The saga of the demi-glace continues. First, this is the recipe I have been using to make my demi-glace. After reading through at least a dozen recipes this appeared to be the most straight-forward while remaining fairly authentic.
I am now at the second step. I ignored the brown sauce in the fridge for two days. It kept staring back at me, taunting me to not let it sit there and go bad before I got the energy up to go on to the next step. So this afternoon, after a bit of a nap, I chopped away at mire-poix and stirred the roux til it was nice and brown and now it simmers away nicely on the stove, filling the house with a pleasant aroma that is piquing my appetite. I ended up with a quart and a half more brown stock than I need, but I don't really see that as a problem. I am going to use some of it tonight to make a mushroom risotto. Yuummmmy!!! I think the recipe will also produce more espangole sauce than is needed, but I'm sure it will freeze nicely, too. The one thing I haven't solved is deciding what I shall cook with the demi-glace tomorrow. I'm leaning toward pan searing some steaks and making a marchand du vin sauce. My mom would be appalled that I am pan searing steaks, but it is eleven degrees outside right now and I'm not going out to barbeque! I'll fill you in on how the rest of goes....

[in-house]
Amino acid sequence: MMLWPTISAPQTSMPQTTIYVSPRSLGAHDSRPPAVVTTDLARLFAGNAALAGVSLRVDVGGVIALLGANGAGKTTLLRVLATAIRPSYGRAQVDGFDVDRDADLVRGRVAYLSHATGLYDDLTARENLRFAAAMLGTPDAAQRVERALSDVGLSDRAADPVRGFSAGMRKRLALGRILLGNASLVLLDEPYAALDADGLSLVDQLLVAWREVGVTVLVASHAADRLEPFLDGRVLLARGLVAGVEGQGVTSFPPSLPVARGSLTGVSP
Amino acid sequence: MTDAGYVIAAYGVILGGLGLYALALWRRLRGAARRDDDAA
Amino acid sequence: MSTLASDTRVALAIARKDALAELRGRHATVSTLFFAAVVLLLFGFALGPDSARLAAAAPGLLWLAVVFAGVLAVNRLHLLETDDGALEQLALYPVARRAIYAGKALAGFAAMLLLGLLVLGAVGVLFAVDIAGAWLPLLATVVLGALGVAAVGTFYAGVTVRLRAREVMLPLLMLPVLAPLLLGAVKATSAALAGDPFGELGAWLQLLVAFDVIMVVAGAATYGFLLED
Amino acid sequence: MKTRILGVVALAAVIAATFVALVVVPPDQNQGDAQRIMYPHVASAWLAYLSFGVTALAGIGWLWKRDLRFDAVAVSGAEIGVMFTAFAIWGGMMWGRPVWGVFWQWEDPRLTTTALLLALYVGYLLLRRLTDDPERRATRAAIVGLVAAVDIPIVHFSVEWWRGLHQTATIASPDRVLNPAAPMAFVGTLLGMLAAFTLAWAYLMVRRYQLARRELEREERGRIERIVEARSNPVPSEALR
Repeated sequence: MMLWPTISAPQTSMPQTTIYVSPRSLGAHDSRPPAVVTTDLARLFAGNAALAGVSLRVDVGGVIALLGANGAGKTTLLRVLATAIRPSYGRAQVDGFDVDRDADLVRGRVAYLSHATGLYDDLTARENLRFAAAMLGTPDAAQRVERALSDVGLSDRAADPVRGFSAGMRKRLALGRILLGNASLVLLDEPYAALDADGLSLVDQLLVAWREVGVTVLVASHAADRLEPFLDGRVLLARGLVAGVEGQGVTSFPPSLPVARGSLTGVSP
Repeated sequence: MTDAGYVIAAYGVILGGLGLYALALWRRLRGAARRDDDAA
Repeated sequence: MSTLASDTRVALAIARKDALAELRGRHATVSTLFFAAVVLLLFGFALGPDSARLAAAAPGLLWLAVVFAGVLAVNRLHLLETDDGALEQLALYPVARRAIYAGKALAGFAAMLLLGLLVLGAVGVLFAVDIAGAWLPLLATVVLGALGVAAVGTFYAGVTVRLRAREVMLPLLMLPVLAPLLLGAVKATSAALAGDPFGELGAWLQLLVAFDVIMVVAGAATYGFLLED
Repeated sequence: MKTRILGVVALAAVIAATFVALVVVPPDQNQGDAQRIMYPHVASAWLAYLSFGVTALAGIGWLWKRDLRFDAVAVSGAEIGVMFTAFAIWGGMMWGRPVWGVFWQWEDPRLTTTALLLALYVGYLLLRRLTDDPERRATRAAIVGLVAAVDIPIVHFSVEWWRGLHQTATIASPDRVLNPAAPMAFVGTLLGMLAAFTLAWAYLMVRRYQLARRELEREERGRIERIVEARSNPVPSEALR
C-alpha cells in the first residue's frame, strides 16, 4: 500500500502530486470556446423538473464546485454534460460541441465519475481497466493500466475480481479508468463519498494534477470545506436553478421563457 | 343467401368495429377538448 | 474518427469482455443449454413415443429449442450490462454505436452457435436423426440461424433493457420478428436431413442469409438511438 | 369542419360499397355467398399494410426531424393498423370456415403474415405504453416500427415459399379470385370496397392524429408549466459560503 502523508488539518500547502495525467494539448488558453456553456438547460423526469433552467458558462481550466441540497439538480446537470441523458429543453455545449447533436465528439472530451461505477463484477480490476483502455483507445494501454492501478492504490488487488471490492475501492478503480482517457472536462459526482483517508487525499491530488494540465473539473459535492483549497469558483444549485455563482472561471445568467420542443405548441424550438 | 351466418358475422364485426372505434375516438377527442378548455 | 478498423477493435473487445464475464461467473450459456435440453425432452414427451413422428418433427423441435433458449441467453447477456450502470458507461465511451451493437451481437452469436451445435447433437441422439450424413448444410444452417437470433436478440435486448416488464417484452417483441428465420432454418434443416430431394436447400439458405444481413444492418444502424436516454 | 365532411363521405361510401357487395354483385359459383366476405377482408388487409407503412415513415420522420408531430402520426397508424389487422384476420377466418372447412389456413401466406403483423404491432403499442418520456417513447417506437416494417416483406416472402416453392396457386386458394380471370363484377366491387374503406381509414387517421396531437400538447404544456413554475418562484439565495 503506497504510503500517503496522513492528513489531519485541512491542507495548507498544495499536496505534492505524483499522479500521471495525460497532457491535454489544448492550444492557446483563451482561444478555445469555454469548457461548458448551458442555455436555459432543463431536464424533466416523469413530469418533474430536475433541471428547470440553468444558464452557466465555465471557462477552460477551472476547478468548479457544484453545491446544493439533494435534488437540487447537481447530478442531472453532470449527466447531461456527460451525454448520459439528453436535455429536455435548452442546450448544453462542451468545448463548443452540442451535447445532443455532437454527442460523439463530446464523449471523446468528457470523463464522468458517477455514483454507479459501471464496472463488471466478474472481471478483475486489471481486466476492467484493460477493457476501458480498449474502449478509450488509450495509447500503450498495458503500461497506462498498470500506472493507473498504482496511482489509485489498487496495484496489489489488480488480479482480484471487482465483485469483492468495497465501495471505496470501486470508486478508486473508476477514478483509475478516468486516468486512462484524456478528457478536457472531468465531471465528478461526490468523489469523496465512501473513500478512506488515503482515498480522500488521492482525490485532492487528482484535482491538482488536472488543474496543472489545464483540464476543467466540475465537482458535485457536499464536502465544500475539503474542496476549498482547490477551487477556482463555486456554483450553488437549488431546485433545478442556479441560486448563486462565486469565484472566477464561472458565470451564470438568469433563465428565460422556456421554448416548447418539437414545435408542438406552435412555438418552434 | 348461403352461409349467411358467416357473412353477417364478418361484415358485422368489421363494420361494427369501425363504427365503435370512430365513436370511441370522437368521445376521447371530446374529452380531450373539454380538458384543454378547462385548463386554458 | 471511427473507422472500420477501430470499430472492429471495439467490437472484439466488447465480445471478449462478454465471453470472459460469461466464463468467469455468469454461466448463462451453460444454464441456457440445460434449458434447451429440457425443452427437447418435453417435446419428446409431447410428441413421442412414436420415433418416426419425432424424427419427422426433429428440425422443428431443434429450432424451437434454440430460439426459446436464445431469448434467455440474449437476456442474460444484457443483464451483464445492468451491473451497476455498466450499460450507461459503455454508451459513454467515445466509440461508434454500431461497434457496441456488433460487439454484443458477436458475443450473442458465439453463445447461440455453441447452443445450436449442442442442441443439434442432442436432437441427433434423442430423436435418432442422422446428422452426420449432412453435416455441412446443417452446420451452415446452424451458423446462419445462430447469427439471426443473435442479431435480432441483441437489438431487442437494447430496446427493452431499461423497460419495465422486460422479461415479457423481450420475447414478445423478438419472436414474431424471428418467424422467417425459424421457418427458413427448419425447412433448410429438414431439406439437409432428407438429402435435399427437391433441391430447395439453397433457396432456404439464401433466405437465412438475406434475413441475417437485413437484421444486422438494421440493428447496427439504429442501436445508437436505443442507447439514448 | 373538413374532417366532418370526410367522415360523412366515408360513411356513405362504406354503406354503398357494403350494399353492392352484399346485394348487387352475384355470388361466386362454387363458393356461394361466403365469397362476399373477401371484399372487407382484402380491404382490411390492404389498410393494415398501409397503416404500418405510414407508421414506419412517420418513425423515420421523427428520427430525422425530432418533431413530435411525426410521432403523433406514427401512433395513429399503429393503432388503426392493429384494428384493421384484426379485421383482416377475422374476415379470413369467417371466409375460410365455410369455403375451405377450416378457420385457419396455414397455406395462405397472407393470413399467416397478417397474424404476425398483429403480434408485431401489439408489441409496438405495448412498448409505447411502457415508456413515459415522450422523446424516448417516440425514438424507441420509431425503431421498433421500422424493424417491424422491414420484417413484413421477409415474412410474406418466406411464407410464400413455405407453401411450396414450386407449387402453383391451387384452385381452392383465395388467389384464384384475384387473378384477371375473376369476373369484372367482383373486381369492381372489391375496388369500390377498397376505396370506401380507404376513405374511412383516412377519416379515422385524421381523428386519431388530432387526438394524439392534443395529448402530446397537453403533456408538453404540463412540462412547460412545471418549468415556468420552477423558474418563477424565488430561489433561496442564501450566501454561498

So, here is the long awaited English Muffin recipe. It is from the Joy of Cooking. Don't forget to toast them after they come off the griddle, then spread with butter, (don't even consider using margarine, okay. Just don't) and some homemade blackberry jam. Alas, I didn't make any jam this summer, so I have to beg some off of Priscilla. She'll give me some. If she wants demi-glace. If you want two tablespoons of demi-glace and you live in Rochester, leave a comment saying so and you can come by on sunday afternoon and I will give you some. If I approve of how you plan to use it. Come on, now. How nice do you think I can be? Not that nice.
Combine in a mixing bowl:
1 C water
1/2 c scalded milk
2 tsps sugar
1 tsp salt
Disolve for 3-5 minutes :
2 T 105-115 degree water
1 package active dry yeast
Combine the two mixtures.
Sift before measuring: 4 C flour
Add 2 cups flour gradually into the milk mixture. Cover bowl with a cloth. Let the sponge rise in a warm place for about 1 1/2 hours or until it collapses back into the bowl.
2 T softened butter
Beat or knead in the remaining flour. Pat the dough into a 1/2 inch thickness. Cut the dough into 3 inch circles and cover and let rise again until doubled. Transfer carefully to a hot well-buttered griddle and cook until light brown. Turn once while cooking. Cool slightly. Enjoy!
There, anonymous, are you happy now? You will be once you make these muffins!